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U.S. energy facts explained  

The United States has been an annual net total energy exporter since 2019

Up to the early 1950s, the United States produced most of the energy in consumed.1 Starting in the mid-1950s, the United States began to import greater amounts of energy, particularly crude oil and petroleum products (such as gasoline and distillate fuels) to fill the gap between energy consumption and production. U.S. total energy imports generally increased every year until peaking in 2007. Total energy imports subsequently declined in most years through 2021 as increases in U.S. energy production offset the need for imports and also contributed to increases in U.S. energy exports.

U.S. annual total energy net imports (imports minus exports) generally increased in most years from the mid-1950s until peaking in 2005 and equal to about 30% of total U.S. energy consumption. Since then, total energy net imports generally declined each year to a record low in 2021. The United States became a net total energy exporter in 2019 for the first time since 1952 and maintained that position in 2020 and 2021. U.S. total energy exports exceeded total energy imports by about 3.82 quadrillion British thermal units (quads) in 2021, the largest margin on record. U.S. total energy exports equaled about 25.25 quads, an increase of about 7.6% from 2020, and total energy imports were about 21.43 quads, an increase of about 7.2% from 2020.

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U.S. net imports of crude oil and electricity increased while net exports of petroleum products, natural gas, and coal decreased in 2021

Crude oil accounts for the largest share of U.S. total energy imports on an energy content basis. Even though the United States remained a net importer of crude oil in 2021, crude oil net imports were at the second lowest annual level since 1985. Some of imported crude oil is refined into petroleum products that are exported.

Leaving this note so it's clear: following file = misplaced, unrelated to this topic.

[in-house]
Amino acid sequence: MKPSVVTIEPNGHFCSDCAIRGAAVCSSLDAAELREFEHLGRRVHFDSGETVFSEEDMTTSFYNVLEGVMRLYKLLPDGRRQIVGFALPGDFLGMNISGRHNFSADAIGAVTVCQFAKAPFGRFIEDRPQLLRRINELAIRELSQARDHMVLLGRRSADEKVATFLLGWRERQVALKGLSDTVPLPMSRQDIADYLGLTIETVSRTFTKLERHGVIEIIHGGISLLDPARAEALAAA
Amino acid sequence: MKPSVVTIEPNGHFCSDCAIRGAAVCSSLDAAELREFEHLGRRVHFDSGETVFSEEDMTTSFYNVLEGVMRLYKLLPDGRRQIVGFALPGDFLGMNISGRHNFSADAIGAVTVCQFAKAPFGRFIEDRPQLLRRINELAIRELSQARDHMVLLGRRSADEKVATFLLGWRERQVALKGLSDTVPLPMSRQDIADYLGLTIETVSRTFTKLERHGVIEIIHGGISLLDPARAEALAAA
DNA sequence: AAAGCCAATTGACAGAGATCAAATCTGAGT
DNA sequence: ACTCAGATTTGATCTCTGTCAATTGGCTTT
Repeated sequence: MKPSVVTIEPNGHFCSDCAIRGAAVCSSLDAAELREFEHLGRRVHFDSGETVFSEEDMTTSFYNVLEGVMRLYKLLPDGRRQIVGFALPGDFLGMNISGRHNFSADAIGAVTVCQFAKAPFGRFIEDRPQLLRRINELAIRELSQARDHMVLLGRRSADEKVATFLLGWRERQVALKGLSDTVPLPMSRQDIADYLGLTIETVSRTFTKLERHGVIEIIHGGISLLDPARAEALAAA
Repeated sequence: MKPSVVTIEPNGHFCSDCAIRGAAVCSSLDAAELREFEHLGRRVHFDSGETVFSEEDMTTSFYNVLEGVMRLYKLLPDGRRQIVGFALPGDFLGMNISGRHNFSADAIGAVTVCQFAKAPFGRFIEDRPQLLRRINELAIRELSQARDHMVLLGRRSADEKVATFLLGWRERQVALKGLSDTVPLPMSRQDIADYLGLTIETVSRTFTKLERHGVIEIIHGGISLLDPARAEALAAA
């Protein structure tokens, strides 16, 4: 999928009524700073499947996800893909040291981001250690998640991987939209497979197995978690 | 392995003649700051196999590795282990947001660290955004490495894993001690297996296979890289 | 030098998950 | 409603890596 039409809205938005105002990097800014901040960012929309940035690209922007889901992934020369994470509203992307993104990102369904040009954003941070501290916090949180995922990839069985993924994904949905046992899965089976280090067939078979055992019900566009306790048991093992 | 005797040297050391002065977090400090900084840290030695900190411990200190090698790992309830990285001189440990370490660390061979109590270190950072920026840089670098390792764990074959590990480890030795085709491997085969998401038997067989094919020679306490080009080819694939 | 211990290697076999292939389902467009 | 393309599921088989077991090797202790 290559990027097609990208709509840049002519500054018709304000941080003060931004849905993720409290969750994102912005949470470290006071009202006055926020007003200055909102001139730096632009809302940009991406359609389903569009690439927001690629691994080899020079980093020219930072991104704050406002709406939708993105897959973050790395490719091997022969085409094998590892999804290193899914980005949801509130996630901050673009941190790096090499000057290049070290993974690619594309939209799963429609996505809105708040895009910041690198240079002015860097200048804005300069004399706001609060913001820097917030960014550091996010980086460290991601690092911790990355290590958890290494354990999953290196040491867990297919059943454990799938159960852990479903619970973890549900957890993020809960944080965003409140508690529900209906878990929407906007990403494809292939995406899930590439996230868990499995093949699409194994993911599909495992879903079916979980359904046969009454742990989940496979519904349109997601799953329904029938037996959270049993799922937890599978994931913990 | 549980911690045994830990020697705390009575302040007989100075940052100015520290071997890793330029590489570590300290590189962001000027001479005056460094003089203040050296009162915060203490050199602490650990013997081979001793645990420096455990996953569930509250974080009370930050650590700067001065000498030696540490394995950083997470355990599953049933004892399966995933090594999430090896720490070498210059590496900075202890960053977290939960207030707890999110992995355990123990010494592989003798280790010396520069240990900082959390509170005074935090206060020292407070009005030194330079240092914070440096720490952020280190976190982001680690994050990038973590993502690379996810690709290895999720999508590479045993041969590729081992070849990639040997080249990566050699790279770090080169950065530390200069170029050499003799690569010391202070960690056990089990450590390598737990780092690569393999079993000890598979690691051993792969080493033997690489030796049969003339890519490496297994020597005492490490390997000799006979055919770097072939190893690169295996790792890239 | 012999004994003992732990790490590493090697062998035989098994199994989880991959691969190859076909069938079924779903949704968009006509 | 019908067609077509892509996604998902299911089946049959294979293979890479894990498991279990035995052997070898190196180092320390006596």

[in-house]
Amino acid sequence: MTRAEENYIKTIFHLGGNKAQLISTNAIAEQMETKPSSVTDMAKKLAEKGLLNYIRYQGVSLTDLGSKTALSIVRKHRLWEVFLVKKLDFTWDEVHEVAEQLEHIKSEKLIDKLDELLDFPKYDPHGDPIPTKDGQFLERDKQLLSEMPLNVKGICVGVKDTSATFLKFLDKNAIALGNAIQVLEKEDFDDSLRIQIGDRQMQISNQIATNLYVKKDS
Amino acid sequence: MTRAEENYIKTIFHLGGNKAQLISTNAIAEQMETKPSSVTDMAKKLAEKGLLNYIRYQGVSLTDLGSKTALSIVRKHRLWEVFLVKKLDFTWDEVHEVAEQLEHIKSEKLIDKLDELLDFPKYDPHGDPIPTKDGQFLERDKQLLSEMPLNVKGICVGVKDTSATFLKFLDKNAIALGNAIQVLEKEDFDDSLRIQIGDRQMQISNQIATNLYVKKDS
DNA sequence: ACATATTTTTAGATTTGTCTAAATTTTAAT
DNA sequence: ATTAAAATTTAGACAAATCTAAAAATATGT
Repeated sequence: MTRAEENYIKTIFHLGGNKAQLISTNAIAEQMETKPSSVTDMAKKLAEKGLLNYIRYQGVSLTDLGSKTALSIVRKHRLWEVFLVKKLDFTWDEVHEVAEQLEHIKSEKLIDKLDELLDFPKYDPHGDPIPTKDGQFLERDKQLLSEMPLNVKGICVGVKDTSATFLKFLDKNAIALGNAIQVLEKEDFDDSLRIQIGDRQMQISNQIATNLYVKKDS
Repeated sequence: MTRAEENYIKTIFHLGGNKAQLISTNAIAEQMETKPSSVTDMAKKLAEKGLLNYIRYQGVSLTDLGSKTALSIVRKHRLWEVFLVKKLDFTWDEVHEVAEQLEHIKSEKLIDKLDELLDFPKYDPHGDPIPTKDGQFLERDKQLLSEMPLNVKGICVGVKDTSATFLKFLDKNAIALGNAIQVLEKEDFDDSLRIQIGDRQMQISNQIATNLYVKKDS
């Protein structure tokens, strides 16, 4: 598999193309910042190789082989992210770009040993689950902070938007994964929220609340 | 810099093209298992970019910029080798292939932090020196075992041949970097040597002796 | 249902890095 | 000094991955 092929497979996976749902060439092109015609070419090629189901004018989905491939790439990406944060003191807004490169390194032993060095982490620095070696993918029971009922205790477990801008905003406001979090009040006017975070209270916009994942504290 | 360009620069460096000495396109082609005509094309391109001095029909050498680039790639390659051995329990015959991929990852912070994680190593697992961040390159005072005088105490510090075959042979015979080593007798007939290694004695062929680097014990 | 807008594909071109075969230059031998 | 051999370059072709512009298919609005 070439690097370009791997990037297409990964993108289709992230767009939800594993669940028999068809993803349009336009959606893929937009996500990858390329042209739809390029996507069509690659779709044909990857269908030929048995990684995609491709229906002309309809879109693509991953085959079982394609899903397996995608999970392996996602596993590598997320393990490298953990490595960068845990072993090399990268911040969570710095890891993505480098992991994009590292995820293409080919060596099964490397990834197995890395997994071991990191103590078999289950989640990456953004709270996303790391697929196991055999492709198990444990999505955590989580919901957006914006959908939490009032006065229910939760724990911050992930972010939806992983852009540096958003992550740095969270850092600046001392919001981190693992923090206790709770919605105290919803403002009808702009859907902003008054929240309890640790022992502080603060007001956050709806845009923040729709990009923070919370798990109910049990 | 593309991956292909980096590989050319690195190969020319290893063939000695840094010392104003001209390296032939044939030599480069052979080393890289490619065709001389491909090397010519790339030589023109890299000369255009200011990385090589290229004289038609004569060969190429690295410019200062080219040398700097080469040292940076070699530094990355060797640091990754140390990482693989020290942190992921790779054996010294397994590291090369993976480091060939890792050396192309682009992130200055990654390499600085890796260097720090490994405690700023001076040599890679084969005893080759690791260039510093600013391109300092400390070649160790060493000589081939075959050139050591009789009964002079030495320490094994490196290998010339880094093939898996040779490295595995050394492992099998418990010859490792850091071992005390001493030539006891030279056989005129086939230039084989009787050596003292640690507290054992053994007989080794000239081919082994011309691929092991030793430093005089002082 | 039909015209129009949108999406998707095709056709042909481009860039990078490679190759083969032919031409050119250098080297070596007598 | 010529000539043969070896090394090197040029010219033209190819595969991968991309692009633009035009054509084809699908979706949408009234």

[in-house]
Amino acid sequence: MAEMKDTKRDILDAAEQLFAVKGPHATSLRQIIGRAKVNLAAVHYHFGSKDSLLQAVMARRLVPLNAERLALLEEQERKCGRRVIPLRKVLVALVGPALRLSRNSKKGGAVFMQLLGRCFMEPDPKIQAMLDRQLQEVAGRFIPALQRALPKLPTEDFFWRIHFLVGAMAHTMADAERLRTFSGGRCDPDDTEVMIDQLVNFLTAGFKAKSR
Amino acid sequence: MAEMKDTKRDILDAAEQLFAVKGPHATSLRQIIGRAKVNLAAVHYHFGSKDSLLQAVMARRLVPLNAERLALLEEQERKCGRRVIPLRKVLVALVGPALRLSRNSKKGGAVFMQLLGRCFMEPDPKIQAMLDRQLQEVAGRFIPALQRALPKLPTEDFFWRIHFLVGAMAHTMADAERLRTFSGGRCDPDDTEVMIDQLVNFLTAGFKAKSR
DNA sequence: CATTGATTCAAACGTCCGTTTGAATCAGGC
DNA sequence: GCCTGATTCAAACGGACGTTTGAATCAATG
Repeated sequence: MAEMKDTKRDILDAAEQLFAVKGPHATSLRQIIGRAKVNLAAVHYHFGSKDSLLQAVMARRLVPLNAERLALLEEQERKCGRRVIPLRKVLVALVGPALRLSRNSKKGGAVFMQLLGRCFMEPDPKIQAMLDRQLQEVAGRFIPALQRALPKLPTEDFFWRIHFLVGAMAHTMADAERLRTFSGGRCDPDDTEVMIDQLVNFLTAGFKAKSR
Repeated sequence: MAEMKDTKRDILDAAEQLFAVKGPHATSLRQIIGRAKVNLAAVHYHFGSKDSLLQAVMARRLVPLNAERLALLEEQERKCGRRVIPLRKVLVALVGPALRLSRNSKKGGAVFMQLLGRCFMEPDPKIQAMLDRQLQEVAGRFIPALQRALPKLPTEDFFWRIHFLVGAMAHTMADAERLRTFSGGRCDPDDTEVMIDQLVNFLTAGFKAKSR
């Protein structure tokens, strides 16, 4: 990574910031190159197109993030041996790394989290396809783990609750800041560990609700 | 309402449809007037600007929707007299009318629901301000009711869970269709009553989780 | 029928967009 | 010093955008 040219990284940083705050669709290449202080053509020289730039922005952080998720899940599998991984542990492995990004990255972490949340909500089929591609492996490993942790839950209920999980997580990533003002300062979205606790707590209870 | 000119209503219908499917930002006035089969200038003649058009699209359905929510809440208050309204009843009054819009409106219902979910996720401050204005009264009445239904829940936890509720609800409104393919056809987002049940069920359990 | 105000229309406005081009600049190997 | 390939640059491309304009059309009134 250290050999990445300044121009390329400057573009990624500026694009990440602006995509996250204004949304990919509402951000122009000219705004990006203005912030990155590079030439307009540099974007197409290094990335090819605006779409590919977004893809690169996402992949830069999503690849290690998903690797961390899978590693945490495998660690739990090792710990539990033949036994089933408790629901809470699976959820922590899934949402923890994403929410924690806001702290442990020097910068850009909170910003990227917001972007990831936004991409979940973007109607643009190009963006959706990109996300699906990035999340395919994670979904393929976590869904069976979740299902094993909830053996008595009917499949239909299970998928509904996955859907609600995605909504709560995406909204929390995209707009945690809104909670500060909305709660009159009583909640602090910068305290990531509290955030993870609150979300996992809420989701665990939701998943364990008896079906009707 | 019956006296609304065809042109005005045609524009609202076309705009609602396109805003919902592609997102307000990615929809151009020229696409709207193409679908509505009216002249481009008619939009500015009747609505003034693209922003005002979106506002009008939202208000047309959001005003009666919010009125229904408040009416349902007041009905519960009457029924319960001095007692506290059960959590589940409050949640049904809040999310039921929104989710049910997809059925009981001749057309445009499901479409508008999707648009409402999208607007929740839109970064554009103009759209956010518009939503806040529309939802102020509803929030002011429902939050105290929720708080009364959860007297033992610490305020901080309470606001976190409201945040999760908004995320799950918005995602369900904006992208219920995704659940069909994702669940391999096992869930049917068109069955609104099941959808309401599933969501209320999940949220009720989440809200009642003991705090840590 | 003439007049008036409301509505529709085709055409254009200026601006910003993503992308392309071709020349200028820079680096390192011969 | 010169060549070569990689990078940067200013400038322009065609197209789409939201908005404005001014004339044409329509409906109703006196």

After declining nearly every year since 2005, U.S. total petroleum net imports increased in 2021, mostly because of an increase in U.S. crude oil net imports. U.S. crude oil imports increased in 2021 and crude oil exports decreased in part because of reductions in U.S. crude oil production in 2021 resulting from lingering effects of the economic response to the COVID-19 pandemic. U.S. crude oil exports dropped in 2021 after having increased every year since 2010 and reaching a record high in 2020. U.S. crude oil imports increased by about 235,000 b/d in 2021 to about 6.1 million b/d. Crude oil net imports were about 3.1 million b/d in 2021.

U.S. petroleum products (excluding crude oil) imports and exports both increased in 2021; imports by 19% and exports by 7%. Even though total annual petroleum products exports in 2021 were the highest on record, they were not enough to offset imports, and petroleum product net imports increased in 2021.

Total natural gas exports increased every year since 2014, and in 2017, the United States became a net exporter of natural gas for the first time since the late 1950s. In 2021, total natural gas exports reached a record high of 6.65 trillion cubic feet (Tcf), or about 18.23 billion cubic feet per day (Bcf/d). Increases in domestic natural gas production and increases in liquefied natural gas (LNG) export capacity have contributed to growth in U.S. natural gas exports. Even though U.S total imports of natural gas increased by 10% to about 7.69 Bc/d in 2021, natural gas exports contributed to record low natural gas net imports.

Trade volumes of coal and other fuels account for relatively small shares of U.S. total energy trade. U.S. annual coal exports, increased in 2019 and 2020, decreased in 2019 and 2020, and then increased in 2021. The United States has been a net coal exporter since at least 1949.

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1 Primary energy and based on the energy content of energy sources.

Last updated: June 10, with data published in April 2022 editions of source reports; data for 2021 are preliminary.